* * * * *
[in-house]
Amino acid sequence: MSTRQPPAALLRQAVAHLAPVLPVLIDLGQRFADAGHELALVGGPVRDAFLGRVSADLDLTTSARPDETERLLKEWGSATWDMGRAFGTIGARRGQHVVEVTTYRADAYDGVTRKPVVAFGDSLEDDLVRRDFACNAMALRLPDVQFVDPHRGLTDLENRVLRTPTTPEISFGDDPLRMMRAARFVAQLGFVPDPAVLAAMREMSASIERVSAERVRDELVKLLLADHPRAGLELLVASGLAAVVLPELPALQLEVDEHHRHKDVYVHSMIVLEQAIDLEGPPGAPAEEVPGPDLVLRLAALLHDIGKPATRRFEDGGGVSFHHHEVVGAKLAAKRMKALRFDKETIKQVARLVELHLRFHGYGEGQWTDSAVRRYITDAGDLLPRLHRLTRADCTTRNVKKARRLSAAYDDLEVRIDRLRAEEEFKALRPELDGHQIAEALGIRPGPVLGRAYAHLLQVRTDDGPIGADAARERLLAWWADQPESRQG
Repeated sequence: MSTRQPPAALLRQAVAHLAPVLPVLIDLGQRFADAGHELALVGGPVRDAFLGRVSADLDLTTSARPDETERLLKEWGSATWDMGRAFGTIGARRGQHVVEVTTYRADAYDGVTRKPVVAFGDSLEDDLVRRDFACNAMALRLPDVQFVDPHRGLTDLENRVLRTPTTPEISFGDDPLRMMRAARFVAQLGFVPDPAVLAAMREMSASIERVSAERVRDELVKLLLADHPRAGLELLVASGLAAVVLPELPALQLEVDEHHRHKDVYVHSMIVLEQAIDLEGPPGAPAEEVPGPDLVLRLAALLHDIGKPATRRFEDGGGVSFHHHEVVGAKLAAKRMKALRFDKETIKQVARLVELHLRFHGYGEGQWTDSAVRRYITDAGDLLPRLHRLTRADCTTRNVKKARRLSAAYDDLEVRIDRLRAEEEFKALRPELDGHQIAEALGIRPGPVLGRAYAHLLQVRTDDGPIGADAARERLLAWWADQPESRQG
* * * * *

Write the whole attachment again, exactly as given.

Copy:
[in-house]
Amino acid sequence: MSTRQPPAALLRQAVAHLAPVLPVLIDLGQRFADAGHELALVGGPVRDAFLGRVSADLDLTTSARPDETERLLKEWGSATWDMGRAFGTIGARRGQHVVEVTTYRADAYDGVTRKPVVAFGDSLEDDLVRRDFACNAMALRLPDVQFVDPHRGLTDLENRVLRTPTTPEISFGDDPLRMMRAARFVAQLGFVPDPAVLAAMREMSASIERVSAERVRDELVKLLLADHPRAGLELLVASGLAAVVLPELPALQLEVDEHHRHKDVYVHSMIVLEQAIDLEGPPGAPAEEVPGPDLVLRLAALLHDIGKPATRRFEDGGGVSFHHHEVVGAKLAAKRMKALRFDKETIKQVARLVELHLRFHGYGEGQWTDSAVRRYITDAGDLLPRLHRLTRADCTTRNVKKARRLSAAYDDLEVRIDRLRAEEEFKALRPELDGHQIAEALGIRPGPVLGRAYAHLLQVRTDDGPIGADAARERLLAWWADQPESRQG
Repeated sequence: MSTRQPPAALLRQAVAHLAPVLPVLIDLGQRFADAGHELALVGGPVRDAFLGRVSADLDLTTSARPDETERLLKEWGSATWDMGRAFGTIGARRGQHVVEVTTYRADAYDGVTRKPVVAFGDSLEDDLVRRDFACNAMALRLPDVQFVDPHRGLTDLENRVLRTPTTPEISFGDDPLRMMRAARFVAQLGFVPDPAVLAAMREMSASIERVSAERVRDELVKLLLADHPRAGLELLVASGLAAVVLPELPALQLEVDEHHRHKDVYVHSMIVLEQAIDLEGPPGAPAEEVPGPDLVLRLAALLHDIGKPATRRFEDGGGVSFHHHEVVGAKLAAKRMKALRFDKETIKQVARLVELHLRFHGYGEGQWTDSAVRRYITDAGDLLPRLHRLTRADCTTRNVKKARRLSAAYDDLEVRIDRLRAEEEFKALRPELDGHQIAEALGIRPGPVLGRAYAHLLQVRTDDGPIGADAARERLLAWWADQPESRQG